ABS shows jobs and earnings ride COVID turbulence

Employment and wages have shown promising signs in the mining industry, with a return to record total full-time earnings, according to an Australian Bureau of Statistics (ABS) report for May 2021.

Across every industry in Australia, average weekly ordinary time earnings for full-time adults rose 1.4 per cent to $1737, while the mining industry rose to $2674.

However, total full-time earnings rose even further to a record $2743.50 for the mining industry – beating May 2020’s record by $10.

Queensland Resources Council (QRC) chief executive Ian Macfarlane was pleased to see the SEEK employment data reported 1346 resources jobs advertised in his state, with 70 per cent paying over $100,000 per year.

“As these latest job ad figures show, in most cases resources companies and our supply chain partners are offering highly-paid jobs and a secure future, which is especially important because of the impact of COVID-19 on other parts of the economy,” Macfarlane said.

“I strongly encourage people, particularly young people, to consider a job in resources because they’re usually well paid, offer a safe and professional career path, and include first-class education and training opportunities.”

In Western Australia, the ABS stats showed the state employed 6500 more people in July, slowing the unemployment rate to 4.6 per cent – the lowest since December 2013.

However, nationwide SEEK saw a 4.1 per cent decline in job ad volumes for July –a likely result of lockdowns affecting the eastern states.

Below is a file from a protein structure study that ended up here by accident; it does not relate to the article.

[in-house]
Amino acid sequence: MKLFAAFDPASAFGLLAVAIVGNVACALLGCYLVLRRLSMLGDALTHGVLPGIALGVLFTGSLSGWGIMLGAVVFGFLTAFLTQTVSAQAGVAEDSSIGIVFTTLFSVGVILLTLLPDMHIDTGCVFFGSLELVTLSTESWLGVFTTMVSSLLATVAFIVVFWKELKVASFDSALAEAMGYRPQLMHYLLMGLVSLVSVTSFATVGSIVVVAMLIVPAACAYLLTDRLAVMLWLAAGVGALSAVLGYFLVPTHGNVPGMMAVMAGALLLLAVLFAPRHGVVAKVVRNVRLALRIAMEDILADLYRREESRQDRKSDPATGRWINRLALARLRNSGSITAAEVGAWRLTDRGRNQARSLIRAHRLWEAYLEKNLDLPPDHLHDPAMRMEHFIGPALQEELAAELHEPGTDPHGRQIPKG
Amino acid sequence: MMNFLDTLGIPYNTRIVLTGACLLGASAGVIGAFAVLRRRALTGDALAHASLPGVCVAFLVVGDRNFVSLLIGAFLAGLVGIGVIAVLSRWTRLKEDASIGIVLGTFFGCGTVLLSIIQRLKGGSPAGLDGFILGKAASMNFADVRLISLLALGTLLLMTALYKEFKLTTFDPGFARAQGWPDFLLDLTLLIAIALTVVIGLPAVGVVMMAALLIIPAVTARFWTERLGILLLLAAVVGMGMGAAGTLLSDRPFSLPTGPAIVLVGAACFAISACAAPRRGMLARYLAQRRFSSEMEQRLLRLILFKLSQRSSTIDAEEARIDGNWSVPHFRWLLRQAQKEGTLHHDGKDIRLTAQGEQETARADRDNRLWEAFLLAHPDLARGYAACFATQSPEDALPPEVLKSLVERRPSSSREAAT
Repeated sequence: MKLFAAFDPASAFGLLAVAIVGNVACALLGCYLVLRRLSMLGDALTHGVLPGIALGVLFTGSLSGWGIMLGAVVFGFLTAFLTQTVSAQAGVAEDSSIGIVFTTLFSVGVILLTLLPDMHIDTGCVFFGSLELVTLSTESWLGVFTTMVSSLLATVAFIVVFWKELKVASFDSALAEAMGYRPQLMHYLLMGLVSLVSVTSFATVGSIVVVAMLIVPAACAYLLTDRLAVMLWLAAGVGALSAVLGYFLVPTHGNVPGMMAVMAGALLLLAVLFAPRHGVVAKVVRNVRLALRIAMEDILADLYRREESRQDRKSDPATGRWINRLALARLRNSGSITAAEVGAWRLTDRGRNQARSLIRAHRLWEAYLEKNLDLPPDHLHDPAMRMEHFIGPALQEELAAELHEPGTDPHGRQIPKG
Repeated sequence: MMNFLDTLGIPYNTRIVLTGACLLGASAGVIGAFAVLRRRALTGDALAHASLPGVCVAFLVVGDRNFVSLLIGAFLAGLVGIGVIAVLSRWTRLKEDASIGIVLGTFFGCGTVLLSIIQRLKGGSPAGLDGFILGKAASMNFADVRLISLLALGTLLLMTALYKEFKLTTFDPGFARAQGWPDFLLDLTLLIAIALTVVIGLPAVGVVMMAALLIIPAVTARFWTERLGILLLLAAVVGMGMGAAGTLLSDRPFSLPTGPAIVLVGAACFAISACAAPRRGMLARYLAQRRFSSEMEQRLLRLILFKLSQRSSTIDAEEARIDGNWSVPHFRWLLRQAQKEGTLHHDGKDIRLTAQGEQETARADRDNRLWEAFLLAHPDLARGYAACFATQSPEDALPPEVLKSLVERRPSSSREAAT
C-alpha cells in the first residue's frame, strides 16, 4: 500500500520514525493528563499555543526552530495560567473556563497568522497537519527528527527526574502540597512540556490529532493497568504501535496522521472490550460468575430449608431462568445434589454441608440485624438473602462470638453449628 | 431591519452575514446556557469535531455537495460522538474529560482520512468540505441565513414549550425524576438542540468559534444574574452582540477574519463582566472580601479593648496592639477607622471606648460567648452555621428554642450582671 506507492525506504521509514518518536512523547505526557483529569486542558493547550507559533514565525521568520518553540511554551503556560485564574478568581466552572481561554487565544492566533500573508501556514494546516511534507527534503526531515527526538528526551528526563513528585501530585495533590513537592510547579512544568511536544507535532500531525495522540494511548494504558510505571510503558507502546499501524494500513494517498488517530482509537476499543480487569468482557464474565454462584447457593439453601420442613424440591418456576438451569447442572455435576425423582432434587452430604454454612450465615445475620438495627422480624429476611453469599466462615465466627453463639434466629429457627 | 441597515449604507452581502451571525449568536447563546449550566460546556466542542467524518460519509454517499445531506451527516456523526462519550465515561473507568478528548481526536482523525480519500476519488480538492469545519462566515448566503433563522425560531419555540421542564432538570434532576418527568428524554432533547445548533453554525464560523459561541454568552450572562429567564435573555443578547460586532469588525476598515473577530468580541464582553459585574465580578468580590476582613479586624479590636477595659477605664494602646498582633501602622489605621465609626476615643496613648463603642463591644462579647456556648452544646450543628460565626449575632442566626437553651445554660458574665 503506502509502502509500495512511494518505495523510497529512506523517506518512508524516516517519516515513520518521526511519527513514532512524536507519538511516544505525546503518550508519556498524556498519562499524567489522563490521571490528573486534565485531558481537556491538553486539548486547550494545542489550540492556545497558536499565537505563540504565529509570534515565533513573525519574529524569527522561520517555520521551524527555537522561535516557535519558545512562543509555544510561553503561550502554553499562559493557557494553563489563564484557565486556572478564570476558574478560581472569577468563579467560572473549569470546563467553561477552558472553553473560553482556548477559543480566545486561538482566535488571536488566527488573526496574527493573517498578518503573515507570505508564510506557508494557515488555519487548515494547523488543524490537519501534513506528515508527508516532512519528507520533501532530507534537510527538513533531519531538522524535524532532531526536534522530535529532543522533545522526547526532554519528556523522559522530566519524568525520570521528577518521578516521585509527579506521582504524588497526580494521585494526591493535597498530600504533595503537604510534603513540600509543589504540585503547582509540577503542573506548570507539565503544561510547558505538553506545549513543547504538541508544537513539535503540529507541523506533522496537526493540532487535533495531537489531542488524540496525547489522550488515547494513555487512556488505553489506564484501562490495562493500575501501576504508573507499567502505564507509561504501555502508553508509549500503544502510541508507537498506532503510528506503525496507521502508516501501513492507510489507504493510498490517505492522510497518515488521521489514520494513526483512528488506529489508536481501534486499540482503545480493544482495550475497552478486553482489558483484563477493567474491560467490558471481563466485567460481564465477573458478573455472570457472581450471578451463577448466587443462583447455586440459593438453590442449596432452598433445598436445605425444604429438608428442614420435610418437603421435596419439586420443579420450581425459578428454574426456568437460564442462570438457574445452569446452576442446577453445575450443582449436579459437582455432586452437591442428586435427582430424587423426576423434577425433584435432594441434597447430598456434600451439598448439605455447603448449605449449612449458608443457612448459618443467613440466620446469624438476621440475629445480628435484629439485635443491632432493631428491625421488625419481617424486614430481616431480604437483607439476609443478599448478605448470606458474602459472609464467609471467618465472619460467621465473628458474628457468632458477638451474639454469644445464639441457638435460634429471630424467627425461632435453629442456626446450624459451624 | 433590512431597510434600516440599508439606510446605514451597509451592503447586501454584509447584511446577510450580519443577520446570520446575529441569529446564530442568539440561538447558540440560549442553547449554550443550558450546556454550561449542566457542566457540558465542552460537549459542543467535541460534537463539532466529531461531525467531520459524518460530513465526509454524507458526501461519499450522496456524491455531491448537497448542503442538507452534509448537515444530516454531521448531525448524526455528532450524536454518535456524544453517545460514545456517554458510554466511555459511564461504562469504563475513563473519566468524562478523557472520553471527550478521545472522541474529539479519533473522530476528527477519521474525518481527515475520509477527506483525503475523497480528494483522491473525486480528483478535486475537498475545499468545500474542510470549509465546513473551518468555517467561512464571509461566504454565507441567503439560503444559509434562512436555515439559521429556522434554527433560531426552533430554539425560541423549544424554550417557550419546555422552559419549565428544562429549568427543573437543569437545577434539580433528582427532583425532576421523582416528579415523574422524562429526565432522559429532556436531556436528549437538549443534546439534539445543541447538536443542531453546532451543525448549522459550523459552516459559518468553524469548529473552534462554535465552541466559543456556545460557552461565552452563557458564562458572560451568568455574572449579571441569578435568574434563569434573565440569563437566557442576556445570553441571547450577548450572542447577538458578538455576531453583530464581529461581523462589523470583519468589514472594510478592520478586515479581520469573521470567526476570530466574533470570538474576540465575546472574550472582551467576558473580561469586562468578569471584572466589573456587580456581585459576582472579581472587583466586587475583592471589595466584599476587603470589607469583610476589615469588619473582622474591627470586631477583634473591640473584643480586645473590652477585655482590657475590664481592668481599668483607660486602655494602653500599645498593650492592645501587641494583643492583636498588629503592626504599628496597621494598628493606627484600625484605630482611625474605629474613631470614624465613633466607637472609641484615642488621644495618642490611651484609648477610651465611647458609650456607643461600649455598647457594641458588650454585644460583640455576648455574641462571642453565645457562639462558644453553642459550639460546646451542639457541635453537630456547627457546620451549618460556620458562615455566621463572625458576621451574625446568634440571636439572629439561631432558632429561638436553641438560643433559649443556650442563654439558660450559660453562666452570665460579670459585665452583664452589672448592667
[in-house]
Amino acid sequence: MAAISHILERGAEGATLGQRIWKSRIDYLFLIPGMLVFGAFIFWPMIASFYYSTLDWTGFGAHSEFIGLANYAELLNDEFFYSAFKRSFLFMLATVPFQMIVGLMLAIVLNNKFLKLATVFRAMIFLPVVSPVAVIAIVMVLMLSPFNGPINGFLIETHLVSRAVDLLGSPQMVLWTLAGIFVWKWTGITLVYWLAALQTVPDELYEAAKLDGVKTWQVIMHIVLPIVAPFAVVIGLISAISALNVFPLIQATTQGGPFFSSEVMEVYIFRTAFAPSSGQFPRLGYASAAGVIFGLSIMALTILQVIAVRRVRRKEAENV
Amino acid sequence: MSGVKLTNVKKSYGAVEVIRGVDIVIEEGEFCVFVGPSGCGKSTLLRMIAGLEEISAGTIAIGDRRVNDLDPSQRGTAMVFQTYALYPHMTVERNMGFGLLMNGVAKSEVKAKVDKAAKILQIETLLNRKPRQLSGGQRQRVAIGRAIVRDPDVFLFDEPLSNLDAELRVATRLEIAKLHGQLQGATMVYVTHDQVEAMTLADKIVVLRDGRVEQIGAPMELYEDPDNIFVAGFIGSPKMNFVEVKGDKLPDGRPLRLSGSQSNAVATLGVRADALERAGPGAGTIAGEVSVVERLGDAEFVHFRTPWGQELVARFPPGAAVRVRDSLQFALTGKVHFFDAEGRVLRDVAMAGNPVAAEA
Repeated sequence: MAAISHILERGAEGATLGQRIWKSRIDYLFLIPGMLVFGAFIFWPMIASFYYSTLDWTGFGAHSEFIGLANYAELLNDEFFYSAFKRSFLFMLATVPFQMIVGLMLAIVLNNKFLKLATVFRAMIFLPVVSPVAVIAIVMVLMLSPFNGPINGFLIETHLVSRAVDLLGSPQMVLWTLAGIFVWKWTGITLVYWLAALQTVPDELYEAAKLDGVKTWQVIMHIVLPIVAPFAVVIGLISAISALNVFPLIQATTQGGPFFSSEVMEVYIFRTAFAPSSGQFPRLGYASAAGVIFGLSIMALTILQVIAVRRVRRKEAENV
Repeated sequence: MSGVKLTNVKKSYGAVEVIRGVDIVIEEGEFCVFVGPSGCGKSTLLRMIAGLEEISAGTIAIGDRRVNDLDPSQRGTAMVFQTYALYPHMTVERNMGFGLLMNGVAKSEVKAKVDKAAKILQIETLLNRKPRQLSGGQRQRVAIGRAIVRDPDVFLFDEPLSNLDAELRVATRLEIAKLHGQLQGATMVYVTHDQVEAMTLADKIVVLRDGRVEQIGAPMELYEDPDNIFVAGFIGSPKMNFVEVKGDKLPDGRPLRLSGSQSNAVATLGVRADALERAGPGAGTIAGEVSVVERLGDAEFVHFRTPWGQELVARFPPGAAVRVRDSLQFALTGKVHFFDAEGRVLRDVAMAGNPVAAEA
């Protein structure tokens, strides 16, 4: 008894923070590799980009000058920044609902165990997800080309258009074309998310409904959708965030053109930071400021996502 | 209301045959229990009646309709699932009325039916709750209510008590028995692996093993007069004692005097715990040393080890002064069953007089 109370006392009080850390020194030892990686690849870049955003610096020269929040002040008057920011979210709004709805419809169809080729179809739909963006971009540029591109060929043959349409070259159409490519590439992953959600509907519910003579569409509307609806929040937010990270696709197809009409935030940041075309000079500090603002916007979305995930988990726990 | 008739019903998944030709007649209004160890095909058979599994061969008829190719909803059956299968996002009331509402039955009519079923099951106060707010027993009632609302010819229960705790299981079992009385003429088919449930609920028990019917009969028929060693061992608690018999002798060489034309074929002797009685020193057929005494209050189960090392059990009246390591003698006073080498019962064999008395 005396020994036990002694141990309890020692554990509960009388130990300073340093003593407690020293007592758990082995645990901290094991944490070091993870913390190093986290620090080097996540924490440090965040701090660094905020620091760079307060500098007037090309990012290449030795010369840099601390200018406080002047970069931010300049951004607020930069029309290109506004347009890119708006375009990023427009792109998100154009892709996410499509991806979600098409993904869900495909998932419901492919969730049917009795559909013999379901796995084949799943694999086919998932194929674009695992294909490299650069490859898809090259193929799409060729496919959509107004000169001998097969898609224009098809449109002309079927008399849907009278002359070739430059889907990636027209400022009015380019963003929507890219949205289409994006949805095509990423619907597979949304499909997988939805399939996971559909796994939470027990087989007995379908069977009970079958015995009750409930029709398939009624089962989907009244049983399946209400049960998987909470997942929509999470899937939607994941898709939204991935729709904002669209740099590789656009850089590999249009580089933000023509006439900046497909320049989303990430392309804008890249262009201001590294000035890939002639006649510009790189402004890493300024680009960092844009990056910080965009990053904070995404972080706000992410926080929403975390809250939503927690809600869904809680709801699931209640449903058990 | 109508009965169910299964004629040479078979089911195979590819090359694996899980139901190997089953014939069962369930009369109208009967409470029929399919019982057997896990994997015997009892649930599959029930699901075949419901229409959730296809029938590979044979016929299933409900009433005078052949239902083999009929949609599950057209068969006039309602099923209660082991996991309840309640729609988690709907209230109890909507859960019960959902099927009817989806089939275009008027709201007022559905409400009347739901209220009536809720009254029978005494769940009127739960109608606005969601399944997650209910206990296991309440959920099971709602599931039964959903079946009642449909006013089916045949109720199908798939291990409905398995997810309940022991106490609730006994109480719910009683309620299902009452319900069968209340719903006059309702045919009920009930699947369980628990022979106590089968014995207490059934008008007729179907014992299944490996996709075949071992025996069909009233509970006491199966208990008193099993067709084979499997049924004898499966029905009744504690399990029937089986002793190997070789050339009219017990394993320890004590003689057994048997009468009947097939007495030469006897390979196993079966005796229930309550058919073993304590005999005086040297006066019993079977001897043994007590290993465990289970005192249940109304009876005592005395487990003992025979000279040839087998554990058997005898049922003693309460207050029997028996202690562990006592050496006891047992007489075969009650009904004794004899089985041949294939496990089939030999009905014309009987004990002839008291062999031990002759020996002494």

SEEK Australia and New Zealand managing director Kendra Banks said lockdowns were felt hardest by New South Wales.

“The restrictions in Greater Sydney, which were in place for the entire month and unfortunately remain ongoing, led to month-on-month job ad volumes declining by 14.2 per cent for the whole state,” Banks said.

“New South Wales employs the largest cohort of people in Australia and job ad growth or decline in the state will often be reflected in the national figures.”

Labour shortages continue to hamper operations across Western Australia, after Albemarle was the latest in a long line of companies to fall victim to the crisis.

The chemical refiner was forced to delay the second stage of its Kemerton lithium processing plant in Western Australia until early 2022 after labour shortages halted progress.

In the wake of the ABS statistics, WA premier Mark McGowan said his focus was on defeating COVID-19 before anything else.

“My priority is to protect the health of Western Australians and create WA jobs,” McGowan said.

“My government’s strong management of COVID-19 has meant WA’s economic recovery continues to outperform many other jurisdictions in the country and around the world.”

 

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